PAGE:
Therefore, knowing what type of coffee you enjoy, will help you know which roast to buy. Usually lighter roasted coffees tend to have more of a floral or fruity flavor. Darker roasted coffees are more creamy with more caramel and treacle flavor profiles.
5. Adding milk?
If you like milk in your coffee, be it dairy or plant based, you would be better off choosing a more acidic coffee. This is because milk is an alkali and will tone down the acidity of coffee when added.
By choosing a more acidic coffee you are compensating for the addition of milk. This is in fact what a lot of coffee shops do as they know that a large proportion of their customers like milk with their coffee.
If ethical farming and sustainability are important to you then look for coffees that have the following certifications:
Fair Trade – This ensures a fair deal to farmers and farm workers and sees them retaining more profits for themselves and their families. It ensures that they are not exploited by those who want quality products at the lowest price possible.
Rainforest Alliance – Ensure the protection of rainforests that everyone, including the livelihoods of farmers, rely on. In addition, it also helps to protect the livelihoods of the farmers and their workers.
There are guidelines in three sustainability areas that products with a Rainforest Alliance certification need to adhere to. They are environmental, social and economic. This means that they will need to be assessed on how well they conform to the requirements of the Rainforest Allowance in all three areas.
USDA Organic – This certification means that coffee growers use only natural methods to grow their coffee. This includes natural fertilizers and excludes chemicals which means that the coffee they produce is only better for the environment but for consumers too.
Shade Grown Coffee – Trees provide a canopy under which coffee can grow. These trees provide habitats and feeding grounds for insects, birds and other animals. Therefore growers pledge that their coffee farming is not invasive and disruptive to the surrounding natural environment.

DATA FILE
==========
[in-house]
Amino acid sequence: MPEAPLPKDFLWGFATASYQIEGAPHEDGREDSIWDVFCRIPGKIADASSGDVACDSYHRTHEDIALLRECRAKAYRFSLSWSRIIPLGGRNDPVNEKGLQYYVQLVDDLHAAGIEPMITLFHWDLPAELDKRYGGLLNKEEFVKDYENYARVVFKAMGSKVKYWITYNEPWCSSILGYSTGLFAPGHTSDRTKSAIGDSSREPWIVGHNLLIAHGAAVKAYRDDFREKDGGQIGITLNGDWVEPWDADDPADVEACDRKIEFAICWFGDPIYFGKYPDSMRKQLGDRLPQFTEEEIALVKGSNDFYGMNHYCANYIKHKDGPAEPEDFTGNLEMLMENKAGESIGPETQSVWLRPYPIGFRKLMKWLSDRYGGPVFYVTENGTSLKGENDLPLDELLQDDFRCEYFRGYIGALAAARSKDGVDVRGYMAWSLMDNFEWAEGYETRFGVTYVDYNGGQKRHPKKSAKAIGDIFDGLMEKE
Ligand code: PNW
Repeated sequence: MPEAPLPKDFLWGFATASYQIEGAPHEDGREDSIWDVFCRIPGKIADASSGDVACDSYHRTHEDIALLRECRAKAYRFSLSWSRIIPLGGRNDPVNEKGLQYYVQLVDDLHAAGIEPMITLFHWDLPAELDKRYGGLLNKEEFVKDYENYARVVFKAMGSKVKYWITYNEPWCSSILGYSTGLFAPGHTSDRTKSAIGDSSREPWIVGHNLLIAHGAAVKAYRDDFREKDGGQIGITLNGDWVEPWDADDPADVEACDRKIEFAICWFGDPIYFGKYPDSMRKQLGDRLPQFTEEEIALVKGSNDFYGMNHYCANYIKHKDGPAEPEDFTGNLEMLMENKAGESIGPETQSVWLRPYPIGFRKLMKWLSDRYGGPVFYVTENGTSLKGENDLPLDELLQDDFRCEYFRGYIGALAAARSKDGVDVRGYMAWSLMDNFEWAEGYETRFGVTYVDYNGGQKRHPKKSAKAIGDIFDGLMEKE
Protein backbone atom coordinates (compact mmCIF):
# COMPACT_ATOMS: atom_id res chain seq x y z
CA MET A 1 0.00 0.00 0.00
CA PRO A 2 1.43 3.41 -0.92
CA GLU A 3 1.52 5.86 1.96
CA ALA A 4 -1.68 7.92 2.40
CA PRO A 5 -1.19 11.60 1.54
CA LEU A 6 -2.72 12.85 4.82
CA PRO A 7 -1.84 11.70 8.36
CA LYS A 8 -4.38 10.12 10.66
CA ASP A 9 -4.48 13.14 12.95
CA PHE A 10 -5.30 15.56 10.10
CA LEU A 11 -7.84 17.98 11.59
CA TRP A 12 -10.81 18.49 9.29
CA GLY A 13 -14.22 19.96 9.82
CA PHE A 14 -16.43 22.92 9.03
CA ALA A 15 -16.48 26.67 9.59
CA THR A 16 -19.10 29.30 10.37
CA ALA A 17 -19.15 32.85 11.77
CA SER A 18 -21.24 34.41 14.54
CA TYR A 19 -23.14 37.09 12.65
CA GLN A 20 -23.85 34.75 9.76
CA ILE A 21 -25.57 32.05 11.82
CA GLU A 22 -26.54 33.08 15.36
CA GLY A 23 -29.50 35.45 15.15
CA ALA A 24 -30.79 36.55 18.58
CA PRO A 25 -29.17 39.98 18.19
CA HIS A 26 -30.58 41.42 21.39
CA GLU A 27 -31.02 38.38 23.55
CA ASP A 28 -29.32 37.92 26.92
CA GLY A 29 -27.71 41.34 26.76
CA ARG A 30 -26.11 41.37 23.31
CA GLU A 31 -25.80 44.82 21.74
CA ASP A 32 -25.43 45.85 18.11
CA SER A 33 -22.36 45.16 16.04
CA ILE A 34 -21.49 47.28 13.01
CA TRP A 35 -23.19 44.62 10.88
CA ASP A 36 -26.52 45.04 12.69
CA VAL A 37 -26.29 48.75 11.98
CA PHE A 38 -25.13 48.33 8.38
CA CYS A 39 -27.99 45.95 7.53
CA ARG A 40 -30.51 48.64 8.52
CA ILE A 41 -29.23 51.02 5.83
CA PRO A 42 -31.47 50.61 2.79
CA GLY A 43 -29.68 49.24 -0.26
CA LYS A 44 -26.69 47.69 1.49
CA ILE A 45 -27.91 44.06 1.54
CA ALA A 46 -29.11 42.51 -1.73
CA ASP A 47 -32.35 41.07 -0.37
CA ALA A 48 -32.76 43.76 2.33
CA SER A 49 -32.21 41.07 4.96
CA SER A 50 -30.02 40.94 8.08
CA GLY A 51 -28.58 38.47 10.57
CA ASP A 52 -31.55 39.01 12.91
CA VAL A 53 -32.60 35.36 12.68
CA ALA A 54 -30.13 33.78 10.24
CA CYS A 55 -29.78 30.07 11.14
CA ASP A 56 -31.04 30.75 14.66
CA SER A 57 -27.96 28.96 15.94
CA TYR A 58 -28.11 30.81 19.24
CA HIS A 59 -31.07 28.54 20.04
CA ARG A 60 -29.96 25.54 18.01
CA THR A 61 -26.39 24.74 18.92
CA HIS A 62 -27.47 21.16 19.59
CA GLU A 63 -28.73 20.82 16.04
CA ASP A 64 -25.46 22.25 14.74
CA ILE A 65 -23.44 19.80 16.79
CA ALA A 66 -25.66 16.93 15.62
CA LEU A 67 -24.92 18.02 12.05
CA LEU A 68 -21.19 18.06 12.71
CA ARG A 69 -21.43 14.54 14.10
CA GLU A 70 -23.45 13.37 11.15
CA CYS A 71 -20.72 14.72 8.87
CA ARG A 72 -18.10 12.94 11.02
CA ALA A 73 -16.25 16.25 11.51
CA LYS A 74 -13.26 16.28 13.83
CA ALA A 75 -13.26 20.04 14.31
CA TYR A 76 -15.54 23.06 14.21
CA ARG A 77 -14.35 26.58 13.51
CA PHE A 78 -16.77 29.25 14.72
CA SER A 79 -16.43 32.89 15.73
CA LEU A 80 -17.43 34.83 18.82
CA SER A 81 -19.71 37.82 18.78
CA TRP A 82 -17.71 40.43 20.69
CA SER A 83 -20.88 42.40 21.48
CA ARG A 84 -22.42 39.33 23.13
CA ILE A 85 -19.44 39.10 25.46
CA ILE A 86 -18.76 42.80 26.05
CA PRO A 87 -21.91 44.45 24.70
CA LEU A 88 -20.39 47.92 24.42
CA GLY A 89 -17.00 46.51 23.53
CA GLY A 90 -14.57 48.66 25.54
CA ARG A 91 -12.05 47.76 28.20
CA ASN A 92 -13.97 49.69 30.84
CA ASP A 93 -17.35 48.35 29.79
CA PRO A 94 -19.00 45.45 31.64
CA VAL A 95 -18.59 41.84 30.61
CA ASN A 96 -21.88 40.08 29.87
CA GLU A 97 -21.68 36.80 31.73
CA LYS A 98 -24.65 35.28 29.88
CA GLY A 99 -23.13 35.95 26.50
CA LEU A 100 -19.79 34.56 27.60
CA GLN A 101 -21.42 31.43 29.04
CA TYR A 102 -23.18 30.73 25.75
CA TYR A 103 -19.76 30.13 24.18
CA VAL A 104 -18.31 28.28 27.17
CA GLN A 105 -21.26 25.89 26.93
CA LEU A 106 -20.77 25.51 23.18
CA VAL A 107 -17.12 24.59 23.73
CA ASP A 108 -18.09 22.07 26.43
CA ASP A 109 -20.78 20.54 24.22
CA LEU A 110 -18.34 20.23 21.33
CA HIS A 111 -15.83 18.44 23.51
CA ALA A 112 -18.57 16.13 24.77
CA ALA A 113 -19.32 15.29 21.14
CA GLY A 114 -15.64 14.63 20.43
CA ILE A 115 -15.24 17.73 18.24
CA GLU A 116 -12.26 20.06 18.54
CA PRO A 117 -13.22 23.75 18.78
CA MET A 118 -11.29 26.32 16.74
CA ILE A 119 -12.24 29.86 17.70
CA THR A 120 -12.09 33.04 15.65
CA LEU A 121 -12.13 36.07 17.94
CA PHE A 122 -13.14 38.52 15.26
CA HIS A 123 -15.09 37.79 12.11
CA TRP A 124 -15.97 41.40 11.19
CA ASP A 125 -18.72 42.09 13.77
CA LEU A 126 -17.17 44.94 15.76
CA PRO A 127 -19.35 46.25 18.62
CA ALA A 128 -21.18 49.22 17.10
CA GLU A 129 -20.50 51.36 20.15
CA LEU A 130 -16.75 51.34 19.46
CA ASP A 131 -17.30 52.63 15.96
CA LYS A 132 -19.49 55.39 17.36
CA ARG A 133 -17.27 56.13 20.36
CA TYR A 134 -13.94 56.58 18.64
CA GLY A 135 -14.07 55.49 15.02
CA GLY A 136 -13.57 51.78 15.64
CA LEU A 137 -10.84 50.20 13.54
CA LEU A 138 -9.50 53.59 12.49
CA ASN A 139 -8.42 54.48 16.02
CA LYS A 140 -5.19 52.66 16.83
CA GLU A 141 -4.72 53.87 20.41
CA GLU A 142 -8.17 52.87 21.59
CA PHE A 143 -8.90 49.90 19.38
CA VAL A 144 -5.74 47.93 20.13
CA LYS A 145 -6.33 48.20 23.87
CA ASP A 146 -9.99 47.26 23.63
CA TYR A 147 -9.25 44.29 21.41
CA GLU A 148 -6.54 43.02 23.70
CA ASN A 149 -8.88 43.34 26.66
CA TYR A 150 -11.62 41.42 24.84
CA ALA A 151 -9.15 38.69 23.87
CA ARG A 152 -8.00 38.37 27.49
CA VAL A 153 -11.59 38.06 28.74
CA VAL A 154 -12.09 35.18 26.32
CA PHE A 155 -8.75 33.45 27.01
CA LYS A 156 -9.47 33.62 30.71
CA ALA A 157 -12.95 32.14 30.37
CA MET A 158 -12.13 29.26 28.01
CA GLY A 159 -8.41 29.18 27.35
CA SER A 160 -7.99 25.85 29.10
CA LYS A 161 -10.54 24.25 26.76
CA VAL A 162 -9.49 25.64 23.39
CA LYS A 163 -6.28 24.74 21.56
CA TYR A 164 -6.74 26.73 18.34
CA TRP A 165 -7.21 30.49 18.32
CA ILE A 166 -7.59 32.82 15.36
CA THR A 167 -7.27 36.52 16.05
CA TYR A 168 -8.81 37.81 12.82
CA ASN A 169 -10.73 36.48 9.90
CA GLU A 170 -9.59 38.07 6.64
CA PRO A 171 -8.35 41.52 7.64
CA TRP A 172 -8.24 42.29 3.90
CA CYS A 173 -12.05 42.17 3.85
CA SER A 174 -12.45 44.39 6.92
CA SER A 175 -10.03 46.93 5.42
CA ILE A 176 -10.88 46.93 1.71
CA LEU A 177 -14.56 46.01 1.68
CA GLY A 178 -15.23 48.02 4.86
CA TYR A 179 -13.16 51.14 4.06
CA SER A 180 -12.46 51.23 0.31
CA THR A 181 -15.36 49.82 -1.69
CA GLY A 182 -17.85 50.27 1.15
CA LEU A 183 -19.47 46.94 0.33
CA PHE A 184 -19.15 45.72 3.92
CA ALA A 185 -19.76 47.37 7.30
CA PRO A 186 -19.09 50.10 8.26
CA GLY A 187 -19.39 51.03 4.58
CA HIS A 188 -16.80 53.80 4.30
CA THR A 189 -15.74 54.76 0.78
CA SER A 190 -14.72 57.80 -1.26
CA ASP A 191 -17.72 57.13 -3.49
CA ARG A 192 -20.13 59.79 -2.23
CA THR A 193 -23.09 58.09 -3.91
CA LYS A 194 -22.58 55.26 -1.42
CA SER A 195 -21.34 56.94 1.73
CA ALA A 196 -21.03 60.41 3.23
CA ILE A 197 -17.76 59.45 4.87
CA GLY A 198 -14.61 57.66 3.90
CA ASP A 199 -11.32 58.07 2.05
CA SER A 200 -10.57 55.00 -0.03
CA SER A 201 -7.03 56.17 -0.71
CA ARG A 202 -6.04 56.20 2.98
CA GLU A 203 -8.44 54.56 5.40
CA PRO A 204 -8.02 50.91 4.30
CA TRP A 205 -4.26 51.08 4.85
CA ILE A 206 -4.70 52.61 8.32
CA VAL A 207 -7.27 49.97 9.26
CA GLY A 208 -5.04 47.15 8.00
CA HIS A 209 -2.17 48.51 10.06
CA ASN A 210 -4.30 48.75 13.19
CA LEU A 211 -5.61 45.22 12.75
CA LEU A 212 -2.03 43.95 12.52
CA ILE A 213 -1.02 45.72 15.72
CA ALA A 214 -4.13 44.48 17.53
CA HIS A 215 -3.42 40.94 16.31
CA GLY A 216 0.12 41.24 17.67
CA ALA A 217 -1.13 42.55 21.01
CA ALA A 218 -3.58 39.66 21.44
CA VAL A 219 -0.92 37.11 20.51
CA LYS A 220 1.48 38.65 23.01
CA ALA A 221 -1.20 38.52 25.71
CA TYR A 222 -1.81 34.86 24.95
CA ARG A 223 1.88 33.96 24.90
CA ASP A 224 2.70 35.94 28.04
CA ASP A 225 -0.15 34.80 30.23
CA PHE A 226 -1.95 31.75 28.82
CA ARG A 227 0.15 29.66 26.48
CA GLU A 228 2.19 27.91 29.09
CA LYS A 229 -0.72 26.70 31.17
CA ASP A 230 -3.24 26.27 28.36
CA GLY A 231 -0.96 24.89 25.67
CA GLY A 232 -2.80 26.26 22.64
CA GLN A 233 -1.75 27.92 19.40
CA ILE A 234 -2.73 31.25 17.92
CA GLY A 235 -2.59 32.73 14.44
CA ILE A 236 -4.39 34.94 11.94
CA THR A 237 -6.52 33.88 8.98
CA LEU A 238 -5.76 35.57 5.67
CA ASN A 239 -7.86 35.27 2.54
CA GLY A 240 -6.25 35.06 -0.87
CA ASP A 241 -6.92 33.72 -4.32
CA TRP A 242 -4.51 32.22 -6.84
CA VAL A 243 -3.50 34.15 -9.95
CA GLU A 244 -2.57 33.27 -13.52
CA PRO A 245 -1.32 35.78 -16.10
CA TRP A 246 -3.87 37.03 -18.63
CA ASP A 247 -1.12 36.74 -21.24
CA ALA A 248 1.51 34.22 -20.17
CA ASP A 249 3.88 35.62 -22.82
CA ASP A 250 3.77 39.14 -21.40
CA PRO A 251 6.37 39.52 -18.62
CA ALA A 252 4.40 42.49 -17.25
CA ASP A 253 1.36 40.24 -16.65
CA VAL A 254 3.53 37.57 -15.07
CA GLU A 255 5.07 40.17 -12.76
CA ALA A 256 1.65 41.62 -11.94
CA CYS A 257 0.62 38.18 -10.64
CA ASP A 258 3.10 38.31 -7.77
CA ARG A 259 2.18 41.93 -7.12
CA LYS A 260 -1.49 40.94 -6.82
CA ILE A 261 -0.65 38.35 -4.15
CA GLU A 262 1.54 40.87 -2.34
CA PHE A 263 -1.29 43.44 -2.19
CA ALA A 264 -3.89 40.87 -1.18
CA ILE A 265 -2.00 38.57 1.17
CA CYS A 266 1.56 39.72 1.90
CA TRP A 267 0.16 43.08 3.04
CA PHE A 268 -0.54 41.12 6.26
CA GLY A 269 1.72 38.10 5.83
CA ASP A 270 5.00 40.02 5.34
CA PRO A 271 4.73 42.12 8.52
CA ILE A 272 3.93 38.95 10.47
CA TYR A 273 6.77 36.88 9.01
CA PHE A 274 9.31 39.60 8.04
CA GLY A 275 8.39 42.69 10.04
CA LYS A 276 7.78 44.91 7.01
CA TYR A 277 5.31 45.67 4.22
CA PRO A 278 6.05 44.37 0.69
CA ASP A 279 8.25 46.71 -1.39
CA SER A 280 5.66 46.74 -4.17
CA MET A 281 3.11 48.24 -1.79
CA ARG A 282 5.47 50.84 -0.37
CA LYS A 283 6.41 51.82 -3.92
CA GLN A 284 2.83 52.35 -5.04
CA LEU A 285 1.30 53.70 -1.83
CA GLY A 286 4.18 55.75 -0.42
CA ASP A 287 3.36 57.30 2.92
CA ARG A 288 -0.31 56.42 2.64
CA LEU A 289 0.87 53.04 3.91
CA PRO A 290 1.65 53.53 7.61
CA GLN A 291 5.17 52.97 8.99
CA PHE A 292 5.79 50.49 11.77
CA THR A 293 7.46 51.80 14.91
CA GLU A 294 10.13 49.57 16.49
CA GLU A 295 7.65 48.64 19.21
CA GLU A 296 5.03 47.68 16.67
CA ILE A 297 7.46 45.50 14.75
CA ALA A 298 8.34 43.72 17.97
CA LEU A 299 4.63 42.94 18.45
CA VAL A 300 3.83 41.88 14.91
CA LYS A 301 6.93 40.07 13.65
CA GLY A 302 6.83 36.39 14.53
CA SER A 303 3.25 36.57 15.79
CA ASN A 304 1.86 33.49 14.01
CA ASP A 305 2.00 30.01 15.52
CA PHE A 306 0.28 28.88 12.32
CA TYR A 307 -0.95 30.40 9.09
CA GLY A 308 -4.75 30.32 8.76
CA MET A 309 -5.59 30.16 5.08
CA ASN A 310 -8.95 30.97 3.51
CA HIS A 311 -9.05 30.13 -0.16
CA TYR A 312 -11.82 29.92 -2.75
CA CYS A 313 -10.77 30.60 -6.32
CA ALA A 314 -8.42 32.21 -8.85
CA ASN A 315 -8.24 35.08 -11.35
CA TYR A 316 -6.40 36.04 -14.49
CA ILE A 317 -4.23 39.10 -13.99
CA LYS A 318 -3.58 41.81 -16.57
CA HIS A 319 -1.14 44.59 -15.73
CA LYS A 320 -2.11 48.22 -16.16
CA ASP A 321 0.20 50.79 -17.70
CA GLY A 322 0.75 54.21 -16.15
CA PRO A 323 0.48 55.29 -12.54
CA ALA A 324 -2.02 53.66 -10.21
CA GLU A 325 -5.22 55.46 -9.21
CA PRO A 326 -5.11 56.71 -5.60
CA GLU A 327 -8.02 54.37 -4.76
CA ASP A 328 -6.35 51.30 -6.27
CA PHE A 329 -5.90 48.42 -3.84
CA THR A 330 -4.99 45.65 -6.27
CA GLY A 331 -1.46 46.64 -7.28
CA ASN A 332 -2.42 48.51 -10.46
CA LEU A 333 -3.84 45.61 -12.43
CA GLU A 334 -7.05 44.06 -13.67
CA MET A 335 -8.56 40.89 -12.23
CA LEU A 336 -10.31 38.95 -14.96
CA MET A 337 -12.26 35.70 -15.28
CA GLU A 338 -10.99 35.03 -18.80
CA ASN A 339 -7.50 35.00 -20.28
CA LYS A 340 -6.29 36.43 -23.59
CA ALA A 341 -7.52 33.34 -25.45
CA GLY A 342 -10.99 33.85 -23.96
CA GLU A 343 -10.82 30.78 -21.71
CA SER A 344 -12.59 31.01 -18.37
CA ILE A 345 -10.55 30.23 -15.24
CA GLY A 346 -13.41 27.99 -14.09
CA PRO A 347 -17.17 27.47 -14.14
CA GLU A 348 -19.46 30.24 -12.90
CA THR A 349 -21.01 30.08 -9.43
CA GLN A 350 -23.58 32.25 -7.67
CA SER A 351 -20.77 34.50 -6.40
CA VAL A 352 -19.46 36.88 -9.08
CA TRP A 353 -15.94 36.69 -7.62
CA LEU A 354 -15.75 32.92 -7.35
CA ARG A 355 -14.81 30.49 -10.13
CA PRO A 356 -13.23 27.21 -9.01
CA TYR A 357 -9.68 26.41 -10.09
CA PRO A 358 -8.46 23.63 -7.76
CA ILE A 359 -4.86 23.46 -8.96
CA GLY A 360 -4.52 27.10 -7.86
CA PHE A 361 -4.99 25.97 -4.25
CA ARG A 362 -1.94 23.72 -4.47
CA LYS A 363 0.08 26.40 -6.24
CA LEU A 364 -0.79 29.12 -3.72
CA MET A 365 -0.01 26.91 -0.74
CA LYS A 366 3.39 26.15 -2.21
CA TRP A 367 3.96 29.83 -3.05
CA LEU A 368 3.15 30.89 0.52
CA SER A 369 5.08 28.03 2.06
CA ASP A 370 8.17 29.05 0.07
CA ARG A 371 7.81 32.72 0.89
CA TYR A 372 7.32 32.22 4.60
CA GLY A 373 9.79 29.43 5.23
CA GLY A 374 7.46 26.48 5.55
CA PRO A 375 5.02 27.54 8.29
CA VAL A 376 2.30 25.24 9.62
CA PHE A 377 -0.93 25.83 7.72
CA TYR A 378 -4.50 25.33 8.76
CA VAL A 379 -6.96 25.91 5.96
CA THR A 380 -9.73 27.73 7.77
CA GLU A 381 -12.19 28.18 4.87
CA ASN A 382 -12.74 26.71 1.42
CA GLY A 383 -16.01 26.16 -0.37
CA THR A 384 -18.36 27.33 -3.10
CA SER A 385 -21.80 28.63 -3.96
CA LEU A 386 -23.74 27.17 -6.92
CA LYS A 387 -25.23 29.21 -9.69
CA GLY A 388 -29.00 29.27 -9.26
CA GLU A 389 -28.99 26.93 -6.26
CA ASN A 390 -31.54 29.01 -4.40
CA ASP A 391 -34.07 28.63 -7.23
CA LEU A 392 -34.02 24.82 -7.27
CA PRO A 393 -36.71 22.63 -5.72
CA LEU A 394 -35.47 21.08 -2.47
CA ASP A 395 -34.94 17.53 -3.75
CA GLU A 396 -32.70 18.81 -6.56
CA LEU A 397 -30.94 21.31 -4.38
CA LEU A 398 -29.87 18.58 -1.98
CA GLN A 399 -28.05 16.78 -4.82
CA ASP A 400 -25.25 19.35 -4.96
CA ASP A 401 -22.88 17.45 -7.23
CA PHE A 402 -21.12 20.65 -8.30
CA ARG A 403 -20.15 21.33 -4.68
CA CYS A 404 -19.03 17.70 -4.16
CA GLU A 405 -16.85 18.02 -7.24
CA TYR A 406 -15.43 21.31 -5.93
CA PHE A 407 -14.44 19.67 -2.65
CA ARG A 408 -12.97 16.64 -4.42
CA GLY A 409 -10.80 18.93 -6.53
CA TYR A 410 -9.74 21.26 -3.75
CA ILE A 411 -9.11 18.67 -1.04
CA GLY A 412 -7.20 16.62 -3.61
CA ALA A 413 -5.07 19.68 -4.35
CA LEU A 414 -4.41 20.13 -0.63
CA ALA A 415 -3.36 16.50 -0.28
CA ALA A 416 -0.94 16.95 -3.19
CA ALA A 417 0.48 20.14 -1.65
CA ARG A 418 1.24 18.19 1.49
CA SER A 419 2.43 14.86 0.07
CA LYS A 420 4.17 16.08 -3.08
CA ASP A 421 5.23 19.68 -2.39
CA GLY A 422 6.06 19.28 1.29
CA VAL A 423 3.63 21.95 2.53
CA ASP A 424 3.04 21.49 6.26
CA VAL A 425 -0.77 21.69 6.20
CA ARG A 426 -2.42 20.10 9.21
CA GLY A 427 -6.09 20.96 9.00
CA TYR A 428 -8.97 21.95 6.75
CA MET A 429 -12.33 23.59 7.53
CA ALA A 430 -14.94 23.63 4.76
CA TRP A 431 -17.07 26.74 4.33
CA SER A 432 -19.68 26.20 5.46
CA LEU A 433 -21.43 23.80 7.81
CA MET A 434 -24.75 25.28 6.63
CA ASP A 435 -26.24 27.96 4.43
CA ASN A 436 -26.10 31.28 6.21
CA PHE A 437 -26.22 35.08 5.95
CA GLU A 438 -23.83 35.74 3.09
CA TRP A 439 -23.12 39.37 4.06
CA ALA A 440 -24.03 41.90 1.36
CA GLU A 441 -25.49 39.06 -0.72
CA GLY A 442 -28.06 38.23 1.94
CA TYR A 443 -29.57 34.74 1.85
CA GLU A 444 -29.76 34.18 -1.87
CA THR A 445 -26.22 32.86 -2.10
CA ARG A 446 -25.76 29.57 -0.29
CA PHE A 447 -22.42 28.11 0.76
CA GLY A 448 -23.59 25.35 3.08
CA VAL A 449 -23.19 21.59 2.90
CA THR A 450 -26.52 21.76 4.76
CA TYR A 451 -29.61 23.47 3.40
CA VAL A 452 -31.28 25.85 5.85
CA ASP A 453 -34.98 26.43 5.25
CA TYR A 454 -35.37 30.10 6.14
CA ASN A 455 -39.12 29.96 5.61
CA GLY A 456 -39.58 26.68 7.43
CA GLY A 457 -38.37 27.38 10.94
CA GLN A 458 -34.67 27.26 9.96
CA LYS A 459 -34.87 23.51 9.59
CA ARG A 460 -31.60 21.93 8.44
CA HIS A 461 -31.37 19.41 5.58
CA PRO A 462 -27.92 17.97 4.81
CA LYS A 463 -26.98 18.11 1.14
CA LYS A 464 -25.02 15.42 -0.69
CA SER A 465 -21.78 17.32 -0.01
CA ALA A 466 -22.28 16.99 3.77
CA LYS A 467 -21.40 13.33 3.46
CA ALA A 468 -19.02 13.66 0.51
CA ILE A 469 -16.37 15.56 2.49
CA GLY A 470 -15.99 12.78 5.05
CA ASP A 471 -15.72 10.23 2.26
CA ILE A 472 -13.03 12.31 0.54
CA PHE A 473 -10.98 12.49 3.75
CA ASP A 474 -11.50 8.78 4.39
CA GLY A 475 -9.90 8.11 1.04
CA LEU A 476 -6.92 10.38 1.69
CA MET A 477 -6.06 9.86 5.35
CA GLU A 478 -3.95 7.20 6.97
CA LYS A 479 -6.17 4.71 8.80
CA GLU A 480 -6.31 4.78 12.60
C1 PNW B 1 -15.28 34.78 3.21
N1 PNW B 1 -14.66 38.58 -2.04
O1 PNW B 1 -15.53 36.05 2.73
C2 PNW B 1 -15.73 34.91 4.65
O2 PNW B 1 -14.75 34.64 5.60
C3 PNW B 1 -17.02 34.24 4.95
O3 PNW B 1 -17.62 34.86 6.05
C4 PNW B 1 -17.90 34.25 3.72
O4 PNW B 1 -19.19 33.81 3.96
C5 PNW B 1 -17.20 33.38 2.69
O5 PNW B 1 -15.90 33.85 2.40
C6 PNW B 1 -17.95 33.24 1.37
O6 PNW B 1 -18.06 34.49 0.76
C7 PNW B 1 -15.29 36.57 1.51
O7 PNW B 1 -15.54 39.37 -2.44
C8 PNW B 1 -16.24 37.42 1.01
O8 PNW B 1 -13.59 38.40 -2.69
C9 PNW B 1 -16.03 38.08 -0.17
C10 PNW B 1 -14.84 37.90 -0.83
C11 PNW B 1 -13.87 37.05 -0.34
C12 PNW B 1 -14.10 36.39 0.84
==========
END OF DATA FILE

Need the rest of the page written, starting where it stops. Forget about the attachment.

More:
7. Coffee bean origin
Knowing where the coffee you are buying has been produced can make a difference as to the type of coffee you’re likely to enjoy.
For example, if you prefer enjoy a medium-bodied coffee with fruity and floral tones that’s more on the acidic side, you might like coffee that’s been grown in Yirgacheffe in Ethiopia as this is the type of coffee this area produces.
If you prefer a full-bodied coffee that is spicy yet sweet in flavor and less acidic coffee from El Salvador’s volcanic region would hit the spot.
If it is not stated on the packaging where the coffee has originated then your guess is as good as ours! Traceability means you know exactly what you’re getting and your coffee is unlikely to a blend of coffees, some of which may be of a sub-par standard.
So there you have it!
Hopefully now you know exactly what to look for when buying coffee.
What to look for in coffee summary:
1. Coffee beans are fresher than coffee grounds. A few days to 2-3 weeks after roasting is the ideal time to make coffee.
2. Make sure coffee comes in airtight packaging.
3. If there’s no roast date then there’s no telling how old the coffee really is.
4. If adding milk, choose a more acidic coffee as milk is an alkali and reduces the acidity.
5. Buying coffee products with certifications is better for both coffee farmers, the environment and ultimately you.
6. Knowing what region coffee is grown in helps determine the flavor notes you are likely to experience.
7. Knowing what type of coffee you enjoy will guide your roast choice:
- More acidic
- Less bitter
- Floral and fruity notes
- Less acidic
- More bitter
- Creamy and rich
- Caramel, treacle, nut tones
Let us know if there’s anything else you look for when buying coffee that we haven’t mentioned and we’ll be sure to add it to our list.